'A huge success': Pilot project helps address worker shortage on P.E.I. farms

A pilot project connecting Prince Edward Islanders in need of jobs with work on farms has had an added bonus. The Harvest and Prosper Project ended in December, but some of the participants have been offered full-time employment this winter, helping fill a void on P.E.I. farms.

More than a dozen participants in the pilot project landed full-time jobs after the program wrapped up

Leonard Vermet was one of the participants in the Harvest and Prosper pilot project this fall. (Tom Steepe/CBC)

A pilot project connecting Prince Edward Islanders in need of jobs with work on farms has had an added bonus.

The Harvest and Prosper Project ended in December, but some of the participants have been offered full-time employment this winter, helping fill a void on P.E.I. farms.

"The project exceeded our expectations," said Roxanne Carter-Thompson, executive director of The Adventure Group, one of the partners in the pilot program.

"This was a huge need for them, they have been crying for employees."

Change their life

The Harvest and Prosper project helped newcomers, people on social assistance or disability support, to find short-term work in the agriculture industry without affecting any benefits they were receiving.

The P.E.I. government, the P.E.I. Association for Newcomers to Canada and the Agriculture Sector Council also supported the program.

Of 32 participants in the program, more than a dozen landed full-time jobs after the pilot ended.

"So that's a really high number, we're really happy with that number," Carter-Thompson said.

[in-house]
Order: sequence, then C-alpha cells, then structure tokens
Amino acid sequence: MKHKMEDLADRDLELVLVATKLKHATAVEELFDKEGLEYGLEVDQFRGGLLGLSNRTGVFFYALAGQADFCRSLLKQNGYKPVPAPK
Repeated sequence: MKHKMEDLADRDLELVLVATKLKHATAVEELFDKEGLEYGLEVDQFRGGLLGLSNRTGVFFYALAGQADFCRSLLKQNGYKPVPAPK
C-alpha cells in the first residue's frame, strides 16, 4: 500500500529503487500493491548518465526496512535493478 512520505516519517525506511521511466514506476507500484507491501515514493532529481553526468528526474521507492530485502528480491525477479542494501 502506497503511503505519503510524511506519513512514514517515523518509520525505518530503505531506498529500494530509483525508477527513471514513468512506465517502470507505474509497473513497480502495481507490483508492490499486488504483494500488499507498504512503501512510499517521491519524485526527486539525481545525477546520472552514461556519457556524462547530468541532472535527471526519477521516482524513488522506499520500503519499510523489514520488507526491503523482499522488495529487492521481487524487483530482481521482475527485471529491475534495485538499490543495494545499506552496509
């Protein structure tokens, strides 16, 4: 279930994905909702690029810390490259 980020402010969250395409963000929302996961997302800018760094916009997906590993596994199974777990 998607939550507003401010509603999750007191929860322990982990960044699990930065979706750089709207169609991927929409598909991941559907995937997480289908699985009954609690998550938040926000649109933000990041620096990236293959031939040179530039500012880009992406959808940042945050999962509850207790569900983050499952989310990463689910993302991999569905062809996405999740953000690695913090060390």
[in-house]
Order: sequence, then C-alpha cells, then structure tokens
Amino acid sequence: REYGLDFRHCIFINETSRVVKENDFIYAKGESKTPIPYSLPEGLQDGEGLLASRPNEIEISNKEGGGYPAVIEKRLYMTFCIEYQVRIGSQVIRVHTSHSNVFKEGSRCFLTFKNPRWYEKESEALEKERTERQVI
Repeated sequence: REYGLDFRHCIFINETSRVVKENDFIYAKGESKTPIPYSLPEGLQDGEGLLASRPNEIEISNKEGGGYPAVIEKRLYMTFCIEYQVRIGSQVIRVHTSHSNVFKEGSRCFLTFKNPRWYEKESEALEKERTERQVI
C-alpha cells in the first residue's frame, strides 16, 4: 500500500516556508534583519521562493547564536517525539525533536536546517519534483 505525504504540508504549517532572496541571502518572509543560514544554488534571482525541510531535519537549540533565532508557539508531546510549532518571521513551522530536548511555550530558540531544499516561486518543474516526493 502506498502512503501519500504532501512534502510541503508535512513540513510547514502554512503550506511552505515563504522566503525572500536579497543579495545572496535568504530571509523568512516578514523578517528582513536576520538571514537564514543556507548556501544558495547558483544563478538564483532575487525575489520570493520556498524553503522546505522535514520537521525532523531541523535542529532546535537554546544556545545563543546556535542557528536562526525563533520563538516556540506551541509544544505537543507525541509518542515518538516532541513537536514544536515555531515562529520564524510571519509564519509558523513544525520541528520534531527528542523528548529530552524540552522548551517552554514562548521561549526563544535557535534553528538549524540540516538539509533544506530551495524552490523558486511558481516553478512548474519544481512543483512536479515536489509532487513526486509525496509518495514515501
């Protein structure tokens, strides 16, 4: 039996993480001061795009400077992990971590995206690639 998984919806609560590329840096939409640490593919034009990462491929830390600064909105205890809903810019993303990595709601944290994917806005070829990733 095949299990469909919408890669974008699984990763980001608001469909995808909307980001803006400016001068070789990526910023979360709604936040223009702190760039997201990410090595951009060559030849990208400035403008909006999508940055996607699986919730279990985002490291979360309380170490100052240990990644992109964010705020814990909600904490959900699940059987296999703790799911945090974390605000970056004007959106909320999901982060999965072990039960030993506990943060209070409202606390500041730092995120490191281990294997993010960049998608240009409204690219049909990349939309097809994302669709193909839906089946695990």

"What it means for them is it's going to hopefully change their life, now that they're on a track of full-time employment and they can provide for their families."

More than a dozen of the participants found full-time jobs after the project ended. (Tom Steepe/CBC)

Carter-Thompson said they started the pilot project with 10 employers, all of whom stayed with the program to the end and gave feedback and recommendations.

"We are hoping to see that this project will move forward but we don't have the commitment at this time," Carter-Thompson said. 

"But the partners are very happy about the success of this initiative."

Some farmers would like to see the project continue year-round at processing and packing plants. (Tom Steepe/CBC )

Changing perceptions

The executive director of the PEI Agriculture Sector Council is also excited to see program participants find full-time work.

Laurie Loane cited not only the immediate benefits but also the long-term spinoffs. 

A number of P.E.I. government departments helped fund the pilot project. (Tom Steepe/CBC)

"If they have full-time employment and like what they're doing then they're also talking to their neighbours, they're talking to their friends," Loane said.

"They're also changing people's perception of what it is to work in agriculture and that is then bringing more people into our industry and ending up with full-time jobs."

Loane would also like to see the pilot continue and expand.

"Hopefully going forward we will have more farms that are interested and we'll have more people taking advantage of the opportunity to try this sector and possibly end up with possibly having a full-time job," she said. 

'Really into it'

Rod Steenbruggen, general manager at Canadian Nectar Products in Alliston, P.E.I., said the Harvest and Prosper project has helped him fill jobs this winter.

"It's challenging, I wasn't sure how these kids would feel about it, if they had a passion for growing food, and it turns out I've met a few that are really into it," Steenbruggen said. 

The pilot project included 10 employers across Prince Edward Island. (Government of PEI)

He would also like to see the program go year-round.

"It's not just the harvest, that's just one element," Steenbruggen said. 

"I meant there's processing plants, there's packaging of fruit, and to be at the ground level, to be on the farm in production, is your best learning tool available."